## Wednesday, February 17, 2010

### "Microcomputers: the unredeemed lollipop..."

So let us formalize the problem of finding a pair of strings (not necessarily distinct) from a dictionary of size `N`, such that the Java string hash code of their concatenation is `Integer.MIN_VALUE` or 0.

How quickly can this be done?

A quote from Joshua Bloch himself on how he found `"polygenelubricants"` (at 1:07:00 in the video):
I have a dictionary of 200,000 words, which means there are 40 billion word pairs, [...] and it took it 10 minutes to calculate all the hash values of every word pair
The quote suggests at least an `O(N^2)` solution, assuming that the hash code calculation is `O(1)` for each word pair (which can in fact be done).

I think you can do MUCH better than that, however. I'm still working on this as we speak, but here's a Maple snippet to shed some light:
```> # "lubricants".hashCode() = -573982625
> # "lubricants".length() = 10
> msolve(x * 31^(10) + (-573982625) = 0, 2^31);
{x = 561786081}
> # 561786081 = "polygene".hashCode()
```
Thus, the problem is solvable in `O(N)` times the time it takes to do `msolve`.

My goal is to demonstrate the superiority of this technique by coming up with word triplets. If `O(N^2)` takes 10 minutes, then `O(N^3)` would take almost 4 years.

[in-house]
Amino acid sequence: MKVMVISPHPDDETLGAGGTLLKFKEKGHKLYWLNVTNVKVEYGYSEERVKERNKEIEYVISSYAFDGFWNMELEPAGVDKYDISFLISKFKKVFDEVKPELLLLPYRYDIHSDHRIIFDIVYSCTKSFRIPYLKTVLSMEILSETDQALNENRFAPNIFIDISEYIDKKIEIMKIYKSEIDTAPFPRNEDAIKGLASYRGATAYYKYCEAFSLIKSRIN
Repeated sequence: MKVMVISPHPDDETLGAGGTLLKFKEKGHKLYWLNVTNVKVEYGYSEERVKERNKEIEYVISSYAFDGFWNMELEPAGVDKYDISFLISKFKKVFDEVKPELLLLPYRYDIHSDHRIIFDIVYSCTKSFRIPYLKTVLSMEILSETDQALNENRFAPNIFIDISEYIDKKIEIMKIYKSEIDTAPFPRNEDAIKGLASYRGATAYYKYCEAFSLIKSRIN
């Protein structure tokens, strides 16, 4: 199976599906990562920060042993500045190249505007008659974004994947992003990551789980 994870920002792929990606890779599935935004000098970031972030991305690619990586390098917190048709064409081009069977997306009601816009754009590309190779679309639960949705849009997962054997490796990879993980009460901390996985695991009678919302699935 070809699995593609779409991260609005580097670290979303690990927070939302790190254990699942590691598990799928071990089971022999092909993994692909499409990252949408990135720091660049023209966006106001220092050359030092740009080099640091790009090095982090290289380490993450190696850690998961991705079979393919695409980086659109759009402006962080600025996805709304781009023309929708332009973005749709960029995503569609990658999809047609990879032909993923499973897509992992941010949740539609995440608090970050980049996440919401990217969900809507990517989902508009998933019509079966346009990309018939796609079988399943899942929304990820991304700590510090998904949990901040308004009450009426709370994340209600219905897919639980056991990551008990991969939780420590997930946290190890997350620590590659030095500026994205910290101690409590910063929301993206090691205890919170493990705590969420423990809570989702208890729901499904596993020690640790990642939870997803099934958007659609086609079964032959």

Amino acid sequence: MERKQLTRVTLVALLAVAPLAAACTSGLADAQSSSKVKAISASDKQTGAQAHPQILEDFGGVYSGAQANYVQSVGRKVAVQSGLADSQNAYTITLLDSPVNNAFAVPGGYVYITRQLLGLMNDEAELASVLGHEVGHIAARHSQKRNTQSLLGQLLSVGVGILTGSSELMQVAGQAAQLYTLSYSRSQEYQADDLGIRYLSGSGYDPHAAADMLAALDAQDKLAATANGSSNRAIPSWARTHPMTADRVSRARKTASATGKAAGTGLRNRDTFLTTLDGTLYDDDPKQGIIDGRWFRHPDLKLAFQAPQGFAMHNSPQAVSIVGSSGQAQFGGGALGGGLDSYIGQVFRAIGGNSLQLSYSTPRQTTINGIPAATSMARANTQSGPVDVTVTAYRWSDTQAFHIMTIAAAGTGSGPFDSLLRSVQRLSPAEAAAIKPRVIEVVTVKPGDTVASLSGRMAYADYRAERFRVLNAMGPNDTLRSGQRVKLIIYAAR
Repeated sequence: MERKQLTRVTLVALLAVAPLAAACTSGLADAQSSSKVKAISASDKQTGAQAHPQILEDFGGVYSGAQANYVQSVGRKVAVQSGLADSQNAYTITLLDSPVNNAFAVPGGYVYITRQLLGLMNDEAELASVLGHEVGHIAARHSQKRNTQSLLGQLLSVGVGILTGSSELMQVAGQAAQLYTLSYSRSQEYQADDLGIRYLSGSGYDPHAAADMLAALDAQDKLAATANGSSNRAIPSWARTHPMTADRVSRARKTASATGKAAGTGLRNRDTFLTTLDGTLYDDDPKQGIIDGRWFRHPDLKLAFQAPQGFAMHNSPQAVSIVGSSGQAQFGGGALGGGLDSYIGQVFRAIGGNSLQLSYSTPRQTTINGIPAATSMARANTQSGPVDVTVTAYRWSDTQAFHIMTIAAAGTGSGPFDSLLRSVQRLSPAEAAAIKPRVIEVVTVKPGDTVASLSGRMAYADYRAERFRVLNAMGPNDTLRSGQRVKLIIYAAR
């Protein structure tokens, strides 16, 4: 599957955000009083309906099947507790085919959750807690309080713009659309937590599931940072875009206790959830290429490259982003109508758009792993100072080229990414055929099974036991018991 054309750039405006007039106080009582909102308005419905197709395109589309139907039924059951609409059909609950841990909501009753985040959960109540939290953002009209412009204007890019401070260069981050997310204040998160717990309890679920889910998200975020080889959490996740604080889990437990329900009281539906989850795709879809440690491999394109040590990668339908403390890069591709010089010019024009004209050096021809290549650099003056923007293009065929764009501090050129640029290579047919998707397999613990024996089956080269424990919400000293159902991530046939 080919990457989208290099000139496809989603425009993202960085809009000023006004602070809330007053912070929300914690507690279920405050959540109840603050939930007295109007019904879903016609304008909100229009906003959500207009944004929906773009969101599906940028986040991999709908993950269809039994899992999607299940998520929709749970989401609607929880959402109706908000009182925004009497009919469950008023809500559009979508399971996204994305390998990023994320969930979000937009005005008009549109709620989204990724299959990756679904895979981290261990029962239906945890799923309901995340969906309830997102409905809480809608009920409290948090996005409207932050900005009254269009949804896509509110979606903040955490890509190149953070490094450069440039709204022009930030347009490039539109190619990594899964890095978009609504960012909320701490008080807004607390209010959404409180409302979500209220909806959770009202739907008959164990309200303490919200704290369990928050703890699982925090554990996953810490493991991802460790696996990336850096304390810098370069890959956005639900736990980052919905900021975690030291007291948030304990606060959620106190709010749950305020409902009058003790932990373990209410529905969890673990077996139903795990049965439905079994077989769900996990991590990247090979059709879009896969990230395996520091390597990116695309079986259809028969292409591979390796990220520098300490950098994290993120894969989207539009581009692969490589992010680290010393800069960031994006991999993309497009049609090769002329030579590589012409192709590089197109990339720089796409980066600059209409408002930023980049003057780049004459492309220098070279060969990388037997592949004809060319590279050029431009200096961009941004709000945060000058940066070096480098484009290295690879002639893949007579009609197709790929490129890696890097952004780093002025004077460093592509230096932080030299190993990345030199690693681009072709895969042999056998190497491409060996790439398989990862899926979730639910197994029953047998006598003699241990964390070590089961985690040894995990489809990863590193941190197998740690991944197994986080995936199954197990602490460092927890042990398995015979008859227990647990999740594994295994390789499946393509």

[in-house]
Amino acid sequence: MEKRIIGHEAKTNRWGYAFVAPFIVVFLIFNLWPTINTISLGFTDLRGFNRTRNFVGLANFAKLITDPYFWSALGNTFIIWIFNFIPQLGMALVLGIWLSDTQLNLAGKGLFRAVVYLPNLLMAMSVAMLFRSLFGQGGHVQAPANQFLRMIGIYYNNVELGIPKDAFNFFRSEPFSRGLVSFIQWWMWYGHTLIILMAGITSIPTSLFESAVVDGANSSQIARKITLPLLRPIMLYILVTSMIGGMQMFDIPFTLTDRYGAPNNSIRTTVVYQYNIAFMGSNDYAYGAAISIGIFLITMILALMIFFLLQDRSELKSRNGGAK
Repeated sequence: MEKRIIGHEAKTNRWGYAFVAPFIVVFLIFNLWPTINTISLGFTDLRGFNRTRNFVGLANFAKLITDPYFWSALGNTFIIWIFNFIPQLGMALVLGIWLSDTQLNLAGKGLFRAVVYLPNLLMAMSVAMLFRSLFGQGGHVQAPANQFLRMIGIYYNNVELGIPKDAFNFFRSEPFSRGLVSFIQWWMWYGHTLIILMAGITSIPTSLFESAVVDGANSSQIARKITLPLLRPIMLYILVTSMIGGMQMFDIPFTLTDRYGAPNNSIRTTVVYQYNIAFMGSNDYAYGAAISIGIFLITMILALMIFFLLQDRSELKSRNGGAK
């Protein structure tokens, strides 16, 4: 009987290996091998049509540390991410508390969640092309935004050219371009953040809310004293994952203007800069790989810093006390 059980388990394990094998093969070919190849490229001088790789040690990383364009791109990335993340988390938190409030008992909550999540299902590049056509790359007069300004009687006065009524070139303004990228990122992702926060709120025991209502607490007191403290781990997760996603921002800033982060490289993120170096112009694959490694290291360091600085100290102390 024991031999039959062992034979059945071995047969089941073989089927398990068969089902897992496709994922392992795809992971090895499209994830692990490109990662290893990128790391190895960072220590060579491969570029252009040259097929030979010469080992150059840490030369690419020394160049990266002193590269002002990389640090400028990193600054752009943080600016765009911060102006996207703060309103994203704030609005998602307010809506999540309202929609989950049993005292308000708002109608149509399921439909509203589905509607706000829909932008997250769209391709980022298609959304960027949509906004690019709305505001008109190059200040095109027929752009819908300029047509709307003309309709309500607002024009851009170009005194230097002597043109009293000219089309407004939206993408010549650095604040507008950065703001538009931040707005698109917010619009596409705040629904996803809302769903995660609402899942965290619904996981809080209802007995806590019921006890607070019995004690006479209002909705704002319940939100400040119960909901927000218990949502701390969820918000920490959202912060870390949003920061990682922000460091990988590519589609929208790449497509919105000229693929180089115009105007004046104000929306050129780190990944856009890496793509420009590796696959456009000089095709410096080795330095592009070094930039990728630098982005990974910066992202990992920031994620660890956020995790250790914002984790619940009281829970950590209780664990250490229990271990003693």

Specifically, we need to be able to solve this equation:
```x = -H/31^L (mod 2^31)
```
The division translates to finding the modular multiplicative inverse. Note, however, that we only need to do this for very few choice values of `L`, so we can simply precompute a lookup table in Maple. Thus, `x` can be found in `O(1)`.
It is done...
```Microcomputers: the unredeemed lollipop...
Incentively, my dear, I don't tessellate a derangement.
A person who never made a mistake, never bombed resurgent spiders.
And so my fellow mismanagements: ask not what your newsdealer can sugarcoat for you -- ask what you can sugarcoat for your newsdealer.
```
By the way, bonus points if you can identify the original quotes.
Update 2/20:

I challenged myself to solve more complex patterns, e.g. ABCABC, where it's not just suffix -> prefix matchings.
```Foliates recycle; putrid foliates recycle putridly.
Allocator redistricts; strict allocator redistricts strictly.
Familiarness proffers; freakish familiarness proffers freakishly.
Entrails transmigrate; swinging entrails transmigrate swingingly.
```
A couple of things that make this problem a bit harder:
• The multiplicative inverse is no longer uniquely defined. Per the linear congruence theorem, an equation may have no solution at all, or it may have many (bounded by the modulus).
• The equation to solve is dependent on the length of the infix to inject. Fortunately, in any practical dictionary, length of longest word is `O(1)`.